Tuesday, 27 January 2009

Simply Majestic

Sitting idly in the waiting room at Blackett's surgery last week, I spotted on the wall a grainy photograph cut into a ceramic montage of scenes from the Bondgate area. One of them was of the old Majestic Cinema, which later became the Odeon and is now occupied by Riley's Snooker Club.

The original front to the Majestic has to be one of the most beautiful buildings in town. The top photograph above was taken in 1951. Beautiful stained glass windows occupy almost half the frontage, painted brilliant white, which must have looked great when the five huge floodlights on the canopy roof were lit.
Opened on Boxing Day, 1932, at the height of the art deco period, the cinema crammed 4500 people in to see three shows on its opening day. It was the height of luxury and became the most popular picture house in town. The Majestic was one of eight cinemas in the town, where there were more seats per head of population than anywhere else in the country.

In 1943 it changed its name to the Odeon, which it kept until its closure in 1981.
At some point, unfortunately, the owners of the Odeon decided to box in the art deco frontage. They erected a number of vertical end-on planks of wood above the entrance, completely hiding the original frontage, which they had painted black, so that it was impossible to see it through the planks of wood.

Now look at it in the third photograph. The planks of wood are rotting and in some cases missing. Plants have started to grow out through the slats. It's a sorry sight indeed.

I mentioned this to a friend of mine, Cllr Dot Long. She told me there might be money available to fund the restoration of buildings like this. It is such a shame that this glorious frontage is hidden from view, yet with a little work it could be returned to its former glory and be a delight for everyone passing by.

Monday, 26 January 2009

Work starts on new Primary School

Last week, as North Road ward councillor and a Governor of North Road Primary, I was invited to the Turf Cutting ceremony for the new school. North Road Primary, built 100 years ago, is an attractive building which unfortunately, according to the educationalists, no longer provides a suitable environment for modern schooling.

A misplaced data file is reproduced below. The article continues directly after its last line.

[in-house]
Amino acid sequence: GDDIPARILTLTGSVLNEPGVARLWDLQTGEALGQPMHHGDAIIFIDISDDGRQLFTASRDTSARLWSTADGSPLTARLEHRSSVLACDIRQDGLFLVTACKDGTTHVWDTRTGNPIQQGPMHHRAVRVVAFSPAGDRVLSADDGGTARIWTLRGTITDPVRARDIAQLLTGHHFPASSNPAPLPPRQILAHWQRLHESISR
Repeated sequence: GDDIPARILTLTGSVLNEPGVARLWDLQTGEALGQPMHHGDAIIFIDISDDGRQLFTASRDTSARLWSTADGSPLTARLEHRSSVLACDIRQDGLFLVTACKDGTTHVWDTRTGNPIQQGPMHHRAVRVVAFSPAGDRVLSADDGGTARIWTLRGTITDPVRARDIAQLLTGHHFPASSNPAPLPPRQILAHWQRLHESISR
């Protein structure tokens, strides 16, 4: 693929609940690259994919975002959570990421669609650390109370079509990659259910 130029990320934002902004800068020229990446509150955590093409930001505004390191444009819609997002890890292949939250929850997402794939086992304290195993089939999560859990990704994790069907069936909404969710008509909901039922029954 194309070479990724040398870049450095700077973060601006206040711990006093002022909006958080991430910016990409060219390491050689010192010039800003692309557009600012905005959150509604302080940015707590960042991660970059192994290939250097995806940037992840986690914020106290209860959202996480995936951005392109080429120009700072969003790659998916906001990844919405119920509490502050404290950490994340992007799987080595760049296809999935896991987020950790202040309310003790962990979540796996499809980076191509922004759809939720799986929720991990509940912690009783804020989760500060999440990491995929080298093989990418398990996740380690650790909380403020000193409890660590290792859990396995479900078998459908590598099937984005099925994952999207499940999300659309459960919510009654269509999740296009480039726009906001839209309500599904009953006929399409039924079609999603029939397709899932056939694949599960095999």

Its replacement, unlike the garish, cheap ugly boxes so beloved of the PFI companies, is of a cutting edge design, incorporating the latest thinking in environmental sustainability. Built on two levels, with rammed earth walls, a living sedum roof and a bio-mass boiler, the building will have virtually no negative impact on the environment.

There are rooms and changing facilities for the local community, who will also have access to the new school playing fields. The existing Grass Street Park play area will be rebuilt with new play equipment: an essential facility in an area where most of the houses have just a back yard.

In the turf-cutting ceremony, the Mayor joined some of the pupils in a muddy corner of the field, with JCBs performing graceful piruettes in the background. After a nice speech, the mayor plunged his blade into the sod and, after the obligatory photos for the builder's PR company, we all retreated to an exhibition and a reviving cup of coffee in the old school hall.
It's going to be great seeing the new building take shape.

Thursday, 22 January 2009

Good news for honeybees

It surprised me when my post a few weeks ago about the plight of the honeybee generated the second largest number of visits to my blog (beaten only when the supporters of Darlington Football Club descended on the blog after I criticised the club for their happy hour beer policy).

And now there is good news: research into the decline in the British bee population has been boosted this week as Defra has announced a £4.3 million plan to attack the problem. The money will be used to support the National Bee Unit in its work to research the health of bees and to protect them from dangers of disease.